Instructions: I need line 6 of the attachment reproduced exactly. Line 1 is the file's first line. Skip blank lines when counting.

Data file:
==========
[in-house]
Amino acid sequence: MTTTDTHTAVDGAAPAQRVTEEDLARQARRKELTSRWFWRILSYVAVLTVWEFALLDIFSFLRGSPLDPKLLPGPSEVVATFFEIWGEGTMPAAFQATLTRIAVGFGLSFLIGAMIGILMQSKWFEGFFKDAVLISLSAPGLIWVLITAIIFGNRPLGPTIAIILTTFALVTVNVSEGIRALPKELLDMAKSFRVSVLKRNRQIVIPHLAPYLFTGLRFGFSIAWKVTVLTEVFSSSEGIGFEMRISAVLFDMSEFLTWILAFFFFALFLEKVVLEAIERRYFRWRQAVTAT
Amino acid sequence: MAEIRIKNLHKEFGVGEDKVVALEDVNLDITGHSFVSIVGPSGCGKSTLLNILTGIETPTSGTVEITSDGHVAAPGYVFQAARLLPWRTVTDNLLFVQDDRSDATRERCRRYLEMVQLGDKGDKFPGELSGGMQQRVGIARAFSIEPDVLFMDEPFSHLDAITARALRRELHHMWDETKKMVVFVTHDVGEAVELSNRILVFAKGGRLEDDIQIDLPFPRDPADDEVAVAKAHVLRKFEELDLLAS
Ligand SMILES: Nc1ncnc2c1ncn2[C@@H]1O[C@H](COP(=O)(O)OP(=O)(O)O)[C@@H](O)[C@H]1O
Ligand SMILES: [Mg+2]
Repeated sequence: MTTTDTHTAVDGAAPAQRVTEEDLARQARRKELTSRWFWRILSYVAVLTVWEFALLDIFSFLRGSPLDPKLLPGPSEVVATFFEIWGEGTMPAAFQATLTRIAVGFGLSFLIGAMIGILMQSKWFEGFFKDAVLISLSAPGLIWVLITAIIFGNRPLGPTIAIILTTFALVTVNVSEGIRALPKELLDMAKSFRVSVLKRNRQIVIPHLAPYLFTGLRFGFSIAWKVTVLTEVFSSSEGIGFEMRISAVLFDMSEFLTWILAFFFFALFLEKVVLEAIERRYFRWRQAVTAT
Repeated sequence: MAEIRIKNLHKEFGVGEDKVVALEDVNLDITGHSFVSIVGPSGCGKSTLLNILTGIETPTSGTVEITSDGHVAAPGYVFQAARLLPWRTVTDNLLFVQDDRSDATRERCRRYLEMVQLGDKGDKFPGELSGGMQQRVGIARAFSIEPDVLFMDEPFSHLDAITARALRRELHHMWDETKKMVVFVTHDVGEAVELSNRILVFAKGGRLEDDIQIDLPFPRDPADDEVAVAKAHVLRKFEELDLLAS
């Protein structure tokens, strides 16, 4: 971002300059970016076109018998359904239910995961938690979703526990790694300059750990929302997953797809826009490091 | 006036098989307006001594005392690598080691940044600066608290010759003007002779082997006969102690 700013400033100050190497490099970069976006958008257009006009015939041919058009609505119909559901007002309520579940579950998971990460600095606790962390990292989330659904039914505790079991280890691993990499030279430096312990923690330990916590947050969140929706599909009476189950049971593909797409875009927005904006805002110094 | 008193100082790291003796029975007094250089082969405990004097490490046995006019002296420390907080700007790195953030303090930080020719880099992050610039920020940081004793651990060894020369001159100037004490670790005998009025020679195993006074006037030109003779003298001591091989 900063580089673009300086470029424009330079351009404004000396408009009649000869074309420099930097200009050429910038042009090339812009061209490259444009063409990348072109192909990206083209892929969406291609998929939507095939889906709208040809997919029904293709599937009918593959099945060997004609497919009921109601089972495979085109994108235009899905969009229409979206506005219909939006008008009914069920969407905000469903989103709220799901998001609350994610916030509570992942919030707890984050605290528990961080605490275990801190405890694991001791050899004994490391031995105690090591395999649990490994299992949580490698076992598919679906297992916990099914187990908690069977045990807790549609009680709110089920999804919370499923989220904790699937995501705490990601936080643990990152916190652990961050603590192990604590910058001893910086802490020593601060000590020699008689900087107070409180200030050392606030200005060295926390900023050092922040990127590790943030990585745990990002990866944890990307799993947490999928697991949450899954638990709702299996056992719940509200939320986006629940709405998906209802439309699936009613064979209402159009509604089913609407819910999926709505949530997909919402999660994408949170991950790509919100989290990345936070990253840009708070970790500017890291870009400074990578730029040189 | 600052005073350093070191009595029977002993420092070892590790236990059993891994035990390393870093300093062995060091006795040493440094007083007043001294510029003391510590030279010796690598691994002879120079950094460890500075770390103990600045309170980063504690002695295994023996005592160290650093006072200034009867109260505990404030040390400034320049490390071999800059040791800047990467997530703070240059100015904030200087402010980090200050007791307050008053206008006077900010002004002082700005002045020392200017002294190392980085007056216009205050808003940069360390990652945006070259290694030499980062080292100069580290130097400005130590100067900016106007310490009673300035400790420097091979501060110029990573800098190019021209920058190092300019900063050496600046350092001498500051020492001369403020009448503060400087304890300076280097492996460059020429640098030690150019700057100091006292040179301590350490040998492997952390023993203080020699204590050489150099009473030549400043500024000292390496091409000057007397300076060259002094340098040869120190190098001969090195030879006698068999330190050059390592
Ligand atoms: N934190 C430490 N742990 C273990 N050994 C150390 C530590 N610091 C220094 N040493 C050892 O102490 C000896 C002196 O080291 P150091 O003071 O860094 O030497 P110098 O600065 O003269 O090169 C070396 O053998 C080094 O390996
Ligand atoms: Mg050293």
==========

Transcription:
Repeated sequence: MTTTDTHTAVDGAAPAQRVTEEDLARQARRKELTSRWFWRILSYVAVLTVWEFALLDIFSFLRGSPLDPKLLPGPSEVVATFFEIWGEGTMPAAFQATLTRIAVGFGLSFLIGAMIGILMQSKWFEGFFKDAVLISLSAPGLIWVLITAIIFGNRPLGPTIAIILTTFALVTVNVSEGIRALPKELLDMAKSFRVSVLKRNRQIVIPHLAPYLFTGLRFGFSIAWKVTVLTEVFSSSEGIGFEMRISAVLFDMSEFLTWILAFFFFALFLEKVVLEAIERRYFRWRQAVTAT